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Labour Market Seasonality in Canada: Trends and Policy Implications

Listed author(s):
  • Andrew Sharpe


  • Jeremy Smith


The objective of this paper is to examine labour market seasonality in Canada over the past three decades in order to shed light on what policies might be best suited to address seasonal economies. The main findings are as follows. The seasonality of the Canadian economy has declined since 1976 according to a wide range of output and labour market variables. However, since 1996 unemployment rate seasonality has increased. Seasonality ?both in employment and the unemployment rate ?is much higher for the young than for older workers and much higher for men than for women. Canada’s level of employment seasonality was more than three times higher than that in the United States in 2003. However, unemployment rate seasonality was perhaps surprisingly the same in the two countries. Relative to OECD countries, Canada has average unemployment rate seasonality, but very high employment seasonality. Atlantic Canada has higher levels of employment and unemployment rate seasonality than the other provinces reflecting a greater importance of primary industries and greater propensity of employers to hire part-year workers. Seasonal unemployment represents a much more important public policy issue than seasonal employment. The basic problem is an underlying lack of employment opportunities in rural and remote areas where seasonal unemployment is concentrated, not seasonal unemployment itself. An economic development strategy that ensures that all persons who want full year work can obtain it must be the most important element in any attempt to reduce seasonal unemployment. But such a strategy might need to be supplemented, at least in the short-to-medium term, by out-migration, particularly in very high unemployment regions, and incentives for firms to transform seasonal work into full-year work, or at least into near full-year work. Since unrestricted benefits for seasonal EI repeaters will not reduce seasonal unemployment, a strong case can be made that long-term income support for the seasonally unemployed is not in the long-run in the best interest of the beneficiaries, high unemployment regions, and the country, although reducing such benefits is politically difficult.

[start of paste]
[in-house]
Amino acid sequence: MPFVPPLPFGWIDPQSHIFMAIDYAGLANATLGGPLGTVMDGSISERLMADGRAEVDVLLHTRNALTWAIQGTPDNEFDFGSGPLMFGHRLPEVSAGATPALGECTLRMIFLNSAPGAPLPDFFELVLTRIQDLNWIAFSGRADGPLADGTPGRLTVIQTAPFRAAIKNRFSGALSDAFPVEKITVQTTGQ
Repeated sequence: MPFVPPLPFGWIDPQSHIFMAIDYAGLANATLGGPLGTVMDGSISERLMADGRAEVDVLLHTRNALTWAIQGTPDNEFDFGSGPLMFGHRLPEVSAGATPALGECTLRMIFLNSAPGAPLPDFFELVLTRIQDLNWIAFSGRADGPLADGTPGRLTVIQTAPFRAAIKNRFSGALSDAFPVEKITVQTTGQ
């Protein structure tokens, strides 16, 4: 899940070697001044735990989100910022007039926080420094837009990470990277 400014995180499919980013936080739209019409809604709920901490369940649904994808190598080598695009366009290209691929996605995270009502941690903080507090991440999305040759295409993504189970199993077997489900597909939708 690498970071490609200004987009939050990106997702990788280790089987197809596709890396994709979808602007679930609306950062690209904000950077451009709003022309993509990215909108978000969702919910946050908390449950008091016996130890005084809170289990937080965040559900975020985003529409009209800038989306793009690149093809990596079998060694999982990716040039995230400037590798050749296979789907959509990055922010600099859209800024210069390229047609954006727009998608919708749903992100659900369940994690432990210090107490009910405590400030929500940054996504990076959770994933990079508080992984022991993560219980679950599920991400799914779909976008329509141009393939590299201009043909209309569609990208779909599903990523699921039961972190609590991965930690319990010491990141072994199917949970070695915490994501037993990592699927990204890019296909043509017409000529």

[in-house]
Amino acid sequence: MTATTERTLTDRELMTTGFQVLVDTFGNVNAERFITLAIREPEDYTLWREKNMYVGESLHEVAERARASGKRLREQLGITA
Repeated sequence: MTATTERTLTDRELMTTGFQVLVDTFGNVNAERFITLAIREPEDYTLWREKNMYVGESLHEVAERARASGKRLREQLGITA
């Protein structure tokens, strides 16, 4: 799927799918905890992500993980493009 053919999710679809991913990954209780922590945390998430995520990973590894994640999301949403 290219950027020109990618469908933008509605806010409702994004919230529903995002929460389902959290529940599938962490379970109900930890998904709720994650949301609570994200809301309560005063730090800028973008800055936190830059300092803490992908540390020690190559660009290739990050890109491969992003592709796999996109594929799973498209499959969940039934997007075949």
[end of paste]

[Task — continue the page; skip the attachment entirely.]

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Paper provided by Centre for the Study of Living Standards in its series CSLS Research Reports with number 2005-01.

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Date of creation: Feb 2005
Handle: RePEc:sls:resrep:0501
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